• A substantial risk of death;

• Extreme physical pain;
• Protracted and obvious disfigurement; or
• Protracted loss or impairment of the function of a bodily member, organ, or mental faculty. 

The use of PRONE RESTRAINT is dangerous and deadly. It’s a HUMAN RIGHTS VIOLATION! 

Illustration by Kate Jones

People have died in restraints from many causes, including:
Asphyxia – that is, suffocating, often while being held face down, with staff
sitting or putting pressure on an individual’s person’s back or abdomen, or when
staff have placed blankets or towels around the face;
Aspiration – that is, swallowing one’s own secretions, generally while being
restrained face-up; and
Cardiac events brought on by exertion, medication interactions, and unknown
cardiac anomalies.

“Restraints and seclusion must only be used in emergency situations to ensure the physical safety of the child and all others and should never be used for purposes of discipline, retaliation and convenience. …The use of chemical restraints and mechanical restraints should be prohibited.” – Child Welfare League of America.
–  The Use of Restraints and Seclusion in Residential Care Facilities for Children

“Overuse and abuse of restraints and seclusion are symptoms of poor-quality care in facilities, poor state oversight, and misdirected public policy. State and federal agencies must take a greater role in assuring the safety and protection of children and adults who experience these interventions.”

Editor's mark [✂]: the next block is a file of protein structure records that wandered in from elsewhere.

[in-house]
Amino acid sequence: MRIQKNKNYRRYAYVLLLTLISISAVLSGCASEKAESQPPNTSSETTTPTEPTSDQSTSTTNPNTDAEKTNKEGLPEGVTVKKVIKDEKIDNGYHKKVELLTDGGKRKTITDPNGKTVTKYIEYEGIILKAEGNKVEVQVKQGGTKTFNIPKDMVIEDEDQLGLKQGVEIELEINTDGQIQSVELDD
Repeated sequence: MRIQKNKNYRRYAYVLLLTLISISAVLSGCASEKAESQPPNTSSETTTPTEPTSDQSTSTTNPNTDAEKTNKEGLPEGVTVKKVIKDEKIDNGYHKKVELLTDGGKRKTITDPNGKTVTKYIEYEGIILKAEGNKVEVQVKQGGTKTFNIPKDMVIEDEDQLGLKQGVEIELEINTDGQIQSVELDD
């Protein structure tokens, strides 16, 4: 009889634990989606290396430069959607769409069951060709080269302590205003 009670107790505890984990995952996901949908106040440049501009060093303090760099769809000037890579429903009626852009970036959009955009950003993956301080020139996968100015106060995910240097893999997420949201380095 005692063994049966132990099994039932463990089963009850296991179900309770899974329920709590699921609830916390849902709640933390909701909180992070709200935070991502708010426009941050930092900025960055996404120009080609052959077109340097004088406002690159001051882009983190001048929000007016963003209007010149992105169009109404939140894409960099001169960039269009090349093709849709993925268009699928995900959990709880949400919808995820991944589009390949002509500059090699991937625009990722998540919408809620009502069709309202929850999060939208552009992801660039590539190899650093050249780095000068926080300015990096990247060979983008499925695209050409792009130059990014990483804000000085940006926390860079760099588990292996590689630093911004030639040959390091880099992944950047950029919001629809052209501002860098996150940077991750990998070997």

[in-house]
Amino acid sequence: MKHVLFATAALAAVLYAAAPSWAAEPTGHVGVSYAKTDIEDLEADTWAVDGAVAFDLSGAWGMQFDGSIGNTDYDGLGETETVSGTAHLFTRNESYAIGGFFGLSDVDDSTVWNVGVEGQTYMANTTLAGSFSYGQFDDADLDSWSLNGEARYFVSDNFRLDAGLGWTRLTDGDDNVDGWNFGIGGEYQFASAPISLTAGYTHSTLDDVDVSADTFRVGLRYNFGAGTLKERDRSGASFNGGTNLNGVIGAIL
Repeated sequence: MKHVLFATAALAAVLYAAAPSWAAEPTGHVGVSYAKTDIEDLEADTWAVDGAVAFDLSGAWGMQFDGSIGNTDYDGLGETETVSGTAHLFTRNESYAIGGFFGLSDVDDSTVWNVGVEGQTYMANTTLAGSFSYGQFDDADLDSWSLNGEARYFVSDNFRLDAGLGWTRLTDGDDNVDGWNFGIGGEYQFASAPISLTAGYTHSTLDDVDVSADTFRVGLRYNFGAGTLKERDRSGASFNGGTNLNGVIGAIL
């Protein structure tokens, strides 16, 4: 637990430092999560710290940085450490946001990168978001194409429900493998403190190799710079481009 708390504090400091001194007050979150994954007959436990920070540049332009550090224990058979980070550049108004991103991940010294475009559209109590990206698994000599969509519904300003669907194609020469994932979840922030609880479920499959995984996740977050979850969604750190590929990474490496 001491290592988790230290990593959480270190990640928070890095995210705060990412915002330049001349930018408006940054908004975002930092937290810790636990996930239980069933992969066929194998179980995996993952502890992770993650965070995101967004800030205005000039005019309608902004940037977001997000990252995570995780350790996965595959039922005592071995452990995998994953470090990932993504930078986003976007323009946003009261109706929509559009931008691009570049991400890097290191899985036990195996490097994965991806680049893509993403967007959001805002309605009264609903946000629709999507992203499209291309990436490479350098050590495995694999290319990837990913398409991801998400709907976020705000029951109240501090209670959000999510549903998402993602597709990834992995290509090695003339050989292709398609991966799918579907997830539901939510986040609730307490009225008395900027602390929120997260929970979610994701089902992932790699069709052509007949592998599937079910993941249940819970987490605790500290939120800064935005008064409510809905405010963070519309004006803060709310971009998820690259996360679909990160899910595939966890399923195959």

National Mental Health Association Position Statement: The Use of Restraining Techniques and Seclusion For Persons with Mental or Emotional Disorders (NMHA Program Policy P-41)

The Federal Substance Abuse and Mental Health Services Administration (SAMHSA) issued a National Call to Action in 2003 concerning restraint and seclusion. “SAMHSA is committed to working with States, communities, consumers, families, providers, and provider organizations to ultimately eliminate the use of restraint and seclusion. Individuals with mental illness should not be confined, restrained, or retraumatized by the persons and resources put in place to help them.” 

For Further Reading:

National Ban on School Use of Seclusion and Restraint of Students Introduced in Congress – ProPublica
New Data Shows the Use of Seclusion and Restraint Increased in Illinois Schools During the 2017–18 School Year – ProPublica
How Often Do Schools Use Seclusion and Restraint? The Federal Government Isn’t Properly Tracking the Data, According to a New Report – ProPublica
The Quiet Rooms – ProPublica
How Some Schools Restrain Or Seclude Students: A Look At A Controversial Practice – npr
RESTRAINT AND SECLUSION – A RISK MANAGEMENT GUIDE: Stephan Haimowitz, J.D., Jenifer Urff, J.D., Kevin Ann Huckshorn, R.N., M.S.N, CAP, ICADC

Helpful Organizations and Resources:

Alliance Against Seclusion and Restraint
“Our mission is to educate the public and connect people who are dedicated to changing minds, laws, policies, and practices so that restraint and seclusion are reduced and eliminated from schools across the nation (and beyond).”

Types of Restraint – Alliance Against Seclusion and Restraint

Resources about 21st Century Approaches to Support Children and Youth who Struggle

Free Training! – Moving from Crisis Management to True Crisis Prevention: New Lenses, New Timing, and New Practices

“To end the use of restraint and seclusion, you’re going to need new lenses, new timing, and new practices” 

Collaborative & Proactive Solutions